Secret Homeless Caves Found Underneath California

Over the weekend, volunteers and the Modesto Police Department helped remove homeless individuals from caverns near the Tuolumne River in California.

According to officials, volunteers from Operation 9-2-99  and the Tuolumne River Trust collaborated with police to clean the area, eliminating three tons of trash.

This specific region has been severely affected by homeless people, vagrants, and unauthorized settlements, which have caused concern because these camps turned out to be caverns dug into the riverbanks, according to the Modesto Police Department.

The agency said they alerted the homeless camps and cave dwellers about the clean-up and available resources before the cleaning.  According to the police, a trailer and two trucks were loaded with the removed debris.

Some of the caves were completely furnished, suggesting that they had been home to vagrants for a while and were located 20 feet below the street. The local news station said that guns and narcotics were among the items discovered inside, along with bedding, personal belongings, decor, and food.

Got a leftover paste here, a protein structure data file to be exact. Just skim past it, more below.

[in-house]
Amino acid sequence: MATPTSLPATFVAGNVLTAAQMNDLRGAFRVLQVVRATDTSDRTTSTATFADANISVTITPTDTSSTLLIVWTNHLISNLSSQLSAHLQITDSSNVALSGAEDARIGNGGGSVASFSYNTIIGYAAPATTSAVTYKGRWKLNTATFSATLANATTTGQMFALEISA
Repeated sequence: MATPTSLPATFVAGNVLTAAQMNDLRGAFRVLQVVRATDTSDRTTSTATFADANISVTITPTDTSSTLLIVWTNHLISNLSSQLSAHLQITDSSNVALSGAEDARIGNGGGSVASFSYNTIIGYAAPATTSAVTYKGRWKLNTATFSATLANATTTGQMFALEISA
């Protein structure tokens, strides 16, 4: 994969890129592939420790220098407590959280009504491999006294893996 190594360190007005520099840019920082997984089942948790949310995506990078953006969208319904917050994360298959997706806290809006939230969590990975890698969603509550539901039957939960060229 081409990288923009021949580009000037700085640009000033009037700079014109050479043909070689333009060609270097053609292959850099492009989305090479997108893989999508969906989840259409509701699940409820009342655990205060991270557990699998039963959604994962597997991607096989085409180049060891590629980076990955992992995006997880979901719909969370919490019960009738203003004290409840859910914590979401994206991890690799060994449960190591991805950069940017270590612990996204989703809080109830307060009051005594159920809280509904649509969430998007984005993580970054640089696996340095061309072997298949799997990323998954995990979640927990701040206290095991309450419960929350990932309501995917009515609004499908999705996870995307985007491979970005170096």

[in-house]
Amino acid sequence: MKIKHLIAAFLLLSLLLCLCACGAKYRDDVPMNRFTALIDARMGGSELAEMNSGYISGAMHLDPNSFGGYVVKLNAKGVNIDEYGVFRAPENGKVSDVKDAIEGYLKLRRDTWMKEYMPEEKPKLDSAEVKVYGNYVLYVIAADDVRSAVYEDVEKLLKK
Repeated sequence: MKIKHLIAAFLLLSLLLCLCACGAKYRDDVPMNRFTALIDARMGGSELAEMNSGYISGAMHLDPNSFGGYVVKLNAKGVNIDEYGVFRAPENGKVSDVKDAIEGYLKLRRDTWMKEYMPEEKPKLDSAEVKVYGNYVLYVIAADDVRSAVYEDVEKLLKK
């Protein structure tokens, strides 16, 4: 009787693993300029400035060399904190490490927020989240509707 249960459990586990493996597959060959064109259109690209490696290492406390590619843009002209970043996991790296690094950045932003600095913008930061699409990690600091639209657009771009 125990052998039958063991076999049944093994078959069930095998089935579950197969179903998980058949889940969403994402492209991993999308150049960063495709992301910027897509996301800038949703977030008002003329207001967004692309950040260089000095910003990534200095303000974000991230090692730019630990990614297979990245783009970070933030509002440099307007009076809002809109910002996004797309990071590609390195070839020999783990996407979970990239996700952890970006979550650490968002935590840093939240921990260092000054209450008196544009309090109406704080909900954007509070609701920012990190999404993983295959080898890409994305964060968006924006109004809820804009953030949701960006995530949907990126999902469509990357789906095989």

Considering how difficult it was to get everything out, Operation 2-9-99 organizer Chris Guptill told local media that they couldn’t understand how they managed to get so much material down there.

The cleaning was a group effort, and Guptill was only one of many volunteers. He said that his team discovered eight caverns and that they had been inhabited before.  According to Guptill, there is currently no recognized remedy for dealing with the matter.

California is facing an increasing problem with homelessness.

In Los Angeles, up to 6,000 volunteers have just started to tally the homeless.

A homeless epidemic has plagued the city, with a multitude of thousands of individuals living on the streets, in automobiles, tents, and improvised shelters. The street tally aids the county government’s attempts to handle this issue. Sidewalks, parks, and other public spaces are already teeming with these makeshift dwellings.

The count is an attempt to get a rough idea of the number of homeless persons and the resources they may need to deal with issues like opioid addiction and mental illness.

The number of people experiencing homelessness has risen by 80% in the city and 70% in the County since 2015.